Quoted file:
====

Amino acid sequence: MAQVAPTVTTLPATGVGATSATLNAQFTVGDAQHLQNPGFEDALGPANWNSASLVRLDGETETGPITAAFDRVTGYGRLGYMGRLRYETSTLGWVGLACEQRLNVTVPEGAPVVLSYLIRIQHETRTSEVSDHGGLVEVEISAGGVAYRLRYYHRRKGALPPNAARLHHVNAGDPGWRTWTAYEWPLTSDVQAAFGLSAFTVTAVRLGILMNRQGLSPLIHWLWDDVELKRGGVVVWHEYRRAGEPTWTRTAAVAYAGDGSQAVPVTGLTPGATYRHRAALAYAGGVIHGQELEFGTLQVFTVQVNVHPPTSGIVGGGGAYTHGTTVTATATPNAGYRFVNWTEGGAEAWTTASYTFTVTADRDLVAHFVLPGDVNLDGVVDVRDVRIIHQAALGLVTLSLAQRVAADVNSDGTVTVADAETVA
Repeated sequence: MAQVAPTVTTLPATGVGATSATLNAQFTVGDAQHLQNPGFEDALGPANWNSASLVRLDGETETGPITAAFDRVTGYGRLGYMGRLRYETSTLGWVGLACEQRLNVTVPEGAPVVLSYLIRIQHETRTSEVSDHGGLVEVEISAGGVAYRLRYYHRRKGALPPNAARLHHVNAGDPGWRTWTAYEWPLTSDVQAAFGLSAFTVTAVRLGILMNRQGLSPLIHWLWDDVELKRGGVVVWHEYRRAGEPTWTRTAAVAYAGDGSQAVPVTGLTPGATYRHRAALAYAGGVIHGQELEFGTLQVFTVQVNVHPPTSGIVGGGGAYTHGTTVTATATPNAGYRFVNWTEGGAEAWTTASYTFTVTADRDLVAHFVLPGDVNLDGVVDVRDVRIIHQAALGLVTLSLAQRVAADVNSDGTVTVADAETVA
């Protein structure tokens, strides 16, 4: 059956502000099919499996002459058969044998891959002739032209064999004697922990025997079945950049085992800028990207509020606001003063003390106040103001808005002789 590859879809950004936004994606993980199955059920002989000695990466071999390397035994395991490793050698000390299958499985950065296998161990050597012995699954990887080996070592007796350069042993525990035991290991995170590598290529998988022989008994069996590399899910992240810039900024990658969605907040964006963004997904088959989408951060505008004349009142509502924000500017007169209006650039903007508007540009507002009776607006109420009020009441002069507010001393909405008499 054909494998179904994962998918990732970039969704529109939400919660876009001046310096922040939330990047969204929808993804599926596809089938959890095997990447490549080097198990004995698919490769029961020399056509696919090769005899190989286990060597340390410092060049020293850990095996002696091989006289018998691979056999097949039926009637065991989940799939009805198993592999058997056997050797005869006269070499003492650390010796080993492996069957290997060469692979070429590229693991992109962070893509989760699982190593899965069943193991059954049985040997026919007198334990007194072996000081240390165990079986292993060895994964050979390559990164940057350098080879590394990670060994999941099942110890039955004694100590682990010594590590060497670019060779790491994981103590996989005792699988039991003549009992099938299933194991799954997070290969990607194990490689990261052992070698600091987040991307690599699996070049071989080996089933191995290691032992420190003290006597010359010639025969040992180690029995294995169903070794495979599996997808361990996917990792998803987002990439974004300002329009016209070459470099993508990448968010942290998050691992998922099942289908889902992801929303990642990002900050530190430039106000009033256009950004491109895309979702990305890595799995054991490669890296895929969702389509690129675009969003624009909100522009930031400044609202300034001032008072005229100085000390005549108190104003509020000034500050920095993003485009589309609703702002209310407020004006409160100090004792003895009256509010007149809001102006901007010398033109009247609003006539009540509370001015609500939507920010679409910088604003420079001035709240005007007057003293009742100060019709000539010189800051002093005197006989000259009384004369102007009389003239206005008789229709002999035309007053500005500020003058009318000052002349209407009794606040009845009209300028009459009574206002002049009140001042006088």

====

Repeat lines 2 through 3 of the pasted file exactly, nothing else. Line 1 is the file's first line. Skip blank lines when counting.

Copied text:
Repeated sequence: MAQVAPTVTTLPATGVGATSATLNAQFTVGDAQHLQNPGFEDALGPANWNSASLVRLDGETETGPITAAFDRVTGYGRLGYMGRLRYETSTLGWVGLACEQRLNVTVPEGAPVVLSYLIRIQHETRTSEVSDHGGLVEVEISAGGVAYRLRYYHRRKGALPPNAARLHHVNAGDPGWRTWTAYEWPLTSDVQAAFGLSAFTVTAVRLGILMNRQGLSPLIHWLWDDVELKRGGVVVWHEYRRAGEPTWTRTAAVAYAGDGSQAVPVTGLTPGATYRHRAALAYAGGVIHGQELEFGTLQVFTVQVNVHPPTSGIVGGGGAYTHGTTVTATATPNAGYRFVNWTEGGAEAWTTASYTFTVTADRDLVAHFVLPGDVNLDGVVDVRDVRIIHQAALGLVTLSLAQRVAADVNSDGTVTVADAETVA
């Protein structure tokens, strides 16, 4: 059956502000099919499996002459058969044998891959002739032209064999004697922990025997079945950049085992800028990207509020606001003063003390106040103001808005002789 590859879809950004936004994606993980199955059920002989000695990466071999390397035994395991490793050698000390299958499985950065296998161990050597012995699954990887080996070592007796350069042993525990035991290991995170590598290529998988022989008994069996590399899910992240810039900024990658969605907040964006963004997904088959989408951060505008004349009142509502924000500017007169209006650039903007508007540009507002009776607006109420009020009441002069507010001393909405008499 054909494998179904994962998918990732970039969704529109939400919660876009001046310096922040939330990047969204929808993804599926596809089938959890095997990447490549080097198990004995698919490769029961020399056509696919090769005899190989286990060597340390410092060049020293850990095996002696091989006289018998691979056999097949039926009637065991989940799939009805198993592999058997056997050797005869006269070499003492650390010796080993492996069957290997060469692979070429590229693991992109962070893509989760699982190593899965069943193991059954049985040997026919007198334990007194072996000081240390165990079986292993060895994964050979390559990164940057350098080879590394990670060994999941099942110890039955004694100590682990010594590590060497670019060779790491994981103590996989005792699988039991003549009992099938299933194991799954997070290969990607194990490689990261052992070698600091987040991307690599699996070049071989080996089933191995290691032992420190003290006597010359010639025969040992180690029995294995169903070794495979599996997808361990996917990792998803987002990439974004300002329009016209070459470099993508990448968010942290998050691992998922099942289908889902992801929303990642990002900050530190430039106000009033256009950004491109895309979702990305890595799995054991490669890296895929969702389509690129675009969003624009909100522009930031400044609202300034001032008072005229100085000390005549108190104003509020000034500050920095993003485009589309609703702002209310407020004006409160100090004792003895009256509010007149809001102006901007010398033109009247609003006539009540509370001015609500939507920010679409910088604003420079001035709240005007007057003293009742100060019709000539010189800051002093005197006989000259009384004369102007009389003239206005008789229709002999035309007053500005500020003058009318000052002349209407009794606040009845009209300028009459009574206002002049009140001042006088």